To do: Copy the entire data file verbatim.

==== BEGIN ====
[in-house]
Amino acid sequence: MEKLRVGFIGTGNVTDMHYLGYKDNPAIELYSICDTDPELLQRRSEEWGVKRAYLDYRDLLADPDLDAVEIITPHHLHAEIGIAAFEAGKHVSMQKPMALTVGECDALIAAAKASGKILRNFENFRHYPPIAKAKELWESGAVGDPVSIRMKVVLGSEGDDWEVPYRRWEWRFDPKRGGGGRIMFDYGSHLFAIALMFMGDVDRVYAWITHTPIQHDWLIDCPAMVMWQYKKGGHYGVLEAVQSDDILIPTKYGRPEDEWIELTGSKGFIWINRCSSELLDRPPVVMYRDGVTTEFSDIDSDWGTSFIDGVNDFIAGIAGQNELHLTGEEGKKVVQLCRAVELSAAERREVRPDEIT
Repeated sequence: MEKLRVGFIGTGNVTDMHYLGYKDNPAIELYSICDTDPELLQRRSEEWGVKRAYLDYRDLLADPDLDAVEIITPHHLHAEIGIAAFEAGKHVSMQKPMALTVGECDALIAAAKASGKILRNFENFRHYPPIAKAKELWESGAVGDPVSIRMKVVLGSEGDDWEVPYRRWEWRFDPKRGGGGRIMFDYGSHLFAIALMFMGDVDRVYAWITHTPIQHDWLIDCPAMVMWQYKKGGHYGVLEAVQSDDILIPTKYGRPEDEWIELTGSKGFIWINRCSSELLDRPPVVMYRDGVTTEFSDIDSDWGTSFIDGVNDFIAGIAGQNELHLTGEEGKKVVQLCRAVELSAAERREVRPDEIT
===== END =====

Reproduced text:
[in-house]
Amino acid sequence: MEKLRVGFIGTGNVTDMHYLGYKDNPAIELYSICDTDPELLQRRSEEWGVKRAYLDYRDLLADPDLDAVEIITPHHLHAEIGIAAFEAGKHVSMQKPMALTVGECDALIAAAKASGKILRNFENFRHYPPIAKAKELWESGAVGDPVSIRMKVVLGSEGDDWEVPYRRWEWRFDPKRGGGGRIMFDYGSHLFAIALMFMGDVDRVYAWITHTPIQHDWLIDCPAMVMWQYKKGGHYGVLEAVQSDDILIPTKYGRPEDEWIELTGSKGFIWINRCSSELLDRPPVVMYRDGVTTEFSDIDSDWGTSFIDGVNDFIAGIAGQNELHLTGEEGKKVVQLCRAVELSAAERREVRPDEIT
Repeated sequence: MEKLRVGFIGTGNVTDMHYLGYKDNPAIELYSICDTDPELLQRRSEEWGVKRAYLDYRDLLADPDLDAVEIITPHHLHAEIGIAAFEAGKHVSMQKPMALTVGECDALIAAAKASGKILRNFENFRHYPPIAKAKELWESGAVGDPVSIRMKVVLGSEGDDWEVPYRRWEWRFDPKRGGGGRIMFDYGSHLFAIALMFMGDVDRVYAWITHTPIQHDWLIDCPAMVMWQYKKGGHYGVLEAVQSDDILIPTKYGRPEDEWIELTGSKGFIWINRCSSELLDRPPVVMYRDGVTTEFSDIDSDWGTSFIDGVNDFIAGIAGQNELHLTGEEGKKVVQLCRAVELSAAERREVRPDEIT